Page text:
Competition  

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Train wreck at Montparnasse (October 22, 1895) by Studio Lévy and Sons.
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Train wreck at Montparnasse (October 22, 1895) by Studio Lévy and Sons.

Competition can be two things, one of those things is to battle against mostly individuals but sometimes groups, for the purpose of achieving money, pride, reputation, gain or just for fun. The second is to really be universal, pretty broad and think about one's self and kind of not doing the right thing or to do some thing dangerously. It is a term that is commonly used in numerous fields, including business, economics, law, politics, ecology, music, and sports but there are many other possibilties also, for example a game show. Competition may be between two or more forces, systems, individuals, groups, or networks, depending on the context in which the term is used. Competition may yield various results, including both intrinsic and extrinsic rewards. Some results, such as resources or territory, may be biologically motivated because they provide survival advantages. Others, such as competition in business and politics, are learned aspects of human culture. Additionally, extrinsic symbols such as trophies, plaques, ribbons, prizes, or laudations may be given to the winner. Such symbolic rewards are commonly used in human sporting and academic competitions.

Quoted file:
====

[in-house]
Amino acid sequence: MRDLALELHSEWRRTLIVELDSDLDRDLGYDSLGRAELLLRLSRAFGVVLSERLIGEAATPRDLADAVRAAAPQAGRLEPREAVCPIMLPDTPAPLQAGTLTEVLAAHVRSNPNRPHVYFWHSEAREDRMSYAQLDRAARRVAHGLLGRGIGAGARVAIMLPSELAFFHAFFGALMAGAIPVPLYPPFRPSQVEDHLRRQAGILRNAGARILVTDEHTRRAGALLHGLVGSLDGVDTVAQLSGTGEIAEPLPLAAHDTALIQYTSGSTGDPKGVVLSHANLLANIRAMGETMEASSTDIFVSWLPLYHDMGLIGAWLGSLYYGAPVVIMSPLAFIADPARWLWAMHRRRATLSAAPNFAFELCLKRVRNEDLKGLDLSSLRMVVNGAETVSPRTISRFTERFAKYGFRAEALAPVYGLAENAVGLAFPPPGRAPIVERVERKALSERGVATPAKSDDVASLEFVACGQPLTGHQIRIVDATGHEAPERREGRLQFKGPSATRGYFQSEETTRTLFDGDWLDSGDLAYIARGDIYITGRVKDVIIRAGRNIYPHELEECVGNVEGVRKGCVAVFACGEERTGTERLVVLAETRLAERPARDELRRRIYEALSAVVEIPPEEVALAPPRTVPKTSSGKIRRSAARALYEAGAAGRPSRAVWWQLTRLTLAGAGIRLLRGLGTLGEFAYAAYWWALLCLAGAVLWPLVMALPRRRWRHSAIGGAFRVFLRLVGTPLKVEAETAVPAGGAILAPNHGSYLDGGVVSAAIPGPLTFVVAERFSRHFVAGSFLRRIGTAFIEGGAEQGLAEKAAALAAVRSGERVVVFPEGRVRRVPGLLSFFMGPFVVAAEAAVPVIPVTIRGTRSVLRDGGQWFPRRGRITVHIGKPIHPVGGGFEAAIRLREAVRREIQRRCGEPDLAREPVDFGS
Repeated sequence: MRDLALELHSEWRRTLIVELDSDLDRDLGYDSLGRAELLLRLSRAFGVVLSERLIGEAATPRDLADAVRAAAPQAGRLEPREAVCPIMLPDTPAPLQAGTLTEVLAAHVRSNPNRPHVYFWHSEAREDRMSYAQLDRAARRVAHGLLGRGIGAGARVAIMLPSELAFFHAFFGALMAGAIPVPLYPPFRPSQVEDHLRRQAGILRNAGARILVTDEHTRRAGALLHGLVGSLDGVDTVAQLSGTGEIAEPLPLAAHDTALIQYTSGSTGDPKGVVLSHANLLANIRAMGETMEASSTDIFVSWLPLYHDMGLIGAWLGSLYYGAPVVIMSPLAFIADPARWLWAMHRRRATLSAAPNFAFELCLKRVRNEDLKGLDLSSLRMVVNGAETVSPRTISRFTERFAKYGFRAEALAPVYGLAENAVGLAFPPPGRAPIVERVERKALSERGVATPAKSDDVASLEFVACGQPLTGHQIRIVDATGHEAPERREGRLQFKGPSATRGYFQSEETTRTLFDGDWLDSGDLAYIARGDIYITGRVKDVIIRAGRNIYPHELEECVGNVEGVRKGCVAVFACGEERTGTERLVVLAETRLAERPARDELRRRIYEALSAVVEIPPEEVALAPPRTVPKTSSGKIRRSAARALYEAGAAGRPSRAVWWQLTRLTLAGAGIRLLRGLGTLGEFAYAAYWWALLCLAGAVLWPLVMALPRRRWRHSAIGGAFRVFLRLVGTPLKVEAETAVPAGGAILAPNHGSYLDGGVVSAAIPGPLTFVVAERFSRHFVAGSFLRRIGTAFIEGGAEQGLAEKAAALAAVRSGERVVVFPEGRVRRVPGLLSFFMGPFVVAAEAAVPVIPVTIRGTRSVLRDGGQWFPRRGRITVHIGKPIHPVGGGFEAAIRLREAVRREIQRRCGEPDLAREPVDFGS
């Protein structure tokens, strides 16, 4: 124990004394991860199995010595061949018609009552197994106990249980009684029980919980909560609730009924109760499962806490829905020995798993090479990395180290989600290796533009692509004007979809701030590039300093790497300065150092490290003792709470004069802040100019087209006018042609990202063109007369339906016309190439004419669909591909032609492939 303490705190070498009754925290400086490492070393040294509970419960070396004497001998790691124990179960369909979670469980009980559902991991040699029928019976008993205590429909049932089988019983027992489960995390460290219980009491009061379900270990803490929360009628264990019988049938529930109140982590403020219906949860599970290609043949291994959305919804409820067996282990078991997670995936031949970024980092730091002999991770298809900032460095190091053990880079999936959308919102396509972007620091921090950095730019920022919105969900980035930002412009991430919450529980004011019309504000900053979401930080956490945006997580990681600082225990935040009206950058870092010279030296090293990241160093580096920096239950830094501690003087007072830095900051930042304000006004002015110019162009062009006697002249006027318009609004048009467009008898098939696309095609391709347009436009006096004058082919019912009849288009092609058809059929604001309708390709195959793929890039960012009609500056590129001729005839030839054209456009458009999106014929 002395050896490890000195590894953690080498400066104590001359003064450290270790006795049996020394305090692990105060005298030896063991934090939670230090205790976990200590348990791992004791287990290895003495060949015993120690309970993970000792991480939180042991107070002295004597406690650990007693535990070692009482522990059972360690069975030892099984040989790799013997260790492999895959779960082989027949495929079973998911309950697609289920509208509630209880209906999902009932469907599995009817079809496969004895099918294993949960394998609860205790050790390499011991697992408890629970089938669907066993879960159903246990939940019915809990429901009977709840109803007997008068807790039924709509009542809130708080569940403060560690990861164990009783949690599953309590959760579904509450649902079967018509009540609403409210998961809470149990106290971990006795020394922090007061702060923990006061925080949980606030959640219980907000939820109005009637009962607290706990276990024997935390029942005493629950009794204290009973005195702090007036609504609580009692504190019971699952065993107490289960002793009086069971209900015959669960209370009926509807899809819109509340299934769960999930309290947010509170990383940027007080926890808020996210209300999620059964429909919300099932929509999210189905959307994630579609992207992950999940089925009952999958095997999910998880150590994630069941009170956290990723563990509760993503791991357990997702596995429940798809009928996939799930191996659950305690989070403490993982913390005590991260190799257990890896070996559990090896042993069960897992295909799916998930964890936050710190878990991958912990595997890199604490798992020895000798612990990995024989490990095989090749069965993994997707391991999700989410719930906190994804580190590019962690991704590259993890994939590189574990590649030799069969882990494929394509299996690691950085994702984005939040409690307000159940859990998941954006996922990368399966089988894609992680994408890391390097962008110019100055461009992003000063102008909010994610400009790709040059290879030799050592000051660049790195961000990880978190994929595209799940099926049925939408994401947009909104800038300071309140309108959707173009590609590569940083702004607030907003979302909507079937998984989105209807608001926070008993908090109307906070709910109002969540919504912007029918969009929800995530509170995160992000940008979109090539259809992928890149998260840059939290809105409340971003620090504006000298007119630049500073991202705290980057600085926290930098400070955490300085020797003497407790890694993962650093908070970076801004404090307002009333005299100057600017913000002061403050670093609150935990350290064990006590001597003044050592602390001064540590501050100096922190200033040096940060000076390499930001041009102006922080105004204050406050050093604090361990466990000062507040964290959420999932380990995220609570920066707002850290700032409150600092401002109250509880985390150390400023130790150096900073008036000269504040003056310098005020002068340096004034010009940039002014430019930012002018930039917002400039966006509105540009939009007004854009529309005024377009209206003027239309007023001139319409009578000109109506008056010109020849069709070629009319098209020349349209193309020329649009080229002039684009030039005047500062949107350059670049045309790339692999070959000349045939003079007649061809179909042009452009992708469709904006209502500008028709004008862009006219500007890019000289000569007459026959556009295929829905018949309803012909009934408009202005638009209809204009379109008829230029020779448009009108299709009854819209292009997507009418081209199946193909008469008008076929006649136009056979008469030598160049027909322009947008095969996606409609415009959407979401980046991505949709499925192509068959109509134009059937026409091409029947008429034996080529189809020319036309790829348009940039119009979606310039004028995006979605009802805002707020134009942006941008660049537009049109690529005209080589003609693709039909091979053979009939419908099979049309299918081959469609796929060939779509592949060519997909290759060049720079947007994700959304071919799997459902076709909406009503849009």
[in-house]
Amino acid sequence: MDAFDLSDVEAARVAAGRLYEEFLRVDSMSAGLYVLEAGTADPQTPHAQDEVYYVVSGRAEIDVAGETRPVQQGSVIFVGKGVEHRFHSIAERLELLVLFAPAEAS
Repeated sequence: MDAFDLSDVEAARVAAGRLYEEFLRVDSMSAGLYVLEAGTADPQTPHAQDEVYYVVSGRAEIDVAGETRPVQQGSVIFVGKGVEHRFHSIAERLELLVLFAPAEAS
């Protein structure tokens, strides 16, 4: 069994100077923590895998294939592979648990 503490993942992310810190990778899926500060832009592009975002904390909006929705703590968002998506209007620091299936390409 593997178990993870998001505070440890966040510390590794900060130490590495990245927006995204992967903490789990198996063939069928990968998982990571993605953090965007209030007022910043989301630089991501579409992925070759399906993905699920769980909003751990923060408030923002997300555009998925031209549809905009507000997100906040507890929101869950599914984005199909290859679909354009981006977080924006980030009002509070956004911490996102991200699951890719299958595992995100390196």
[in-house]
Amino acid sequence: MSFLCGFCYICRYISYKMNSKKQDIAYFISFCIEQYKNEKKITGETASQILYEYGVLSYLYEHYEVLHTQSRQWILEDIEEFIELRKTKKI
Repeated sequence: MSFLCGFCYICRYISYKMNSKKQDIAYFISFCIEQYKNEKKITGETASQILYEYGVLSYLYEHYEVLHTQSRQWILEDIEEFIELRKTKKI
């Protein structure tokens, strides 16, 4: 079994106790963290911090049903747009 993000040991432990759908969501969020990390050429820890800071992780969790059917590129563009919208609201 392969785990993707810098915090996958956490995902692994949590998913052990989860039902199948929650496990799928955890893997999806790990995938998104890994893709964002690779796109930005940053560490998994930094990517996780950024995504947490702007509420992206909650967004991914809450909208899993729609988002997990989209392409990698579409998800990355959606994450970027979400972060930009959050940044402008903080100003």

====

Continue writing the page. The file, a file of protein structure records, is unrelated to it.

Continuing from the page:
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Unless indicated otherwise, the text in this article is either based on Wikipedia article "Competition" or another language Wikipedia page thereof used under the terms of the GNU Free Documentation License; or on original research by Jahsonic and friends. See Art and Popular Culture's copyright notice.

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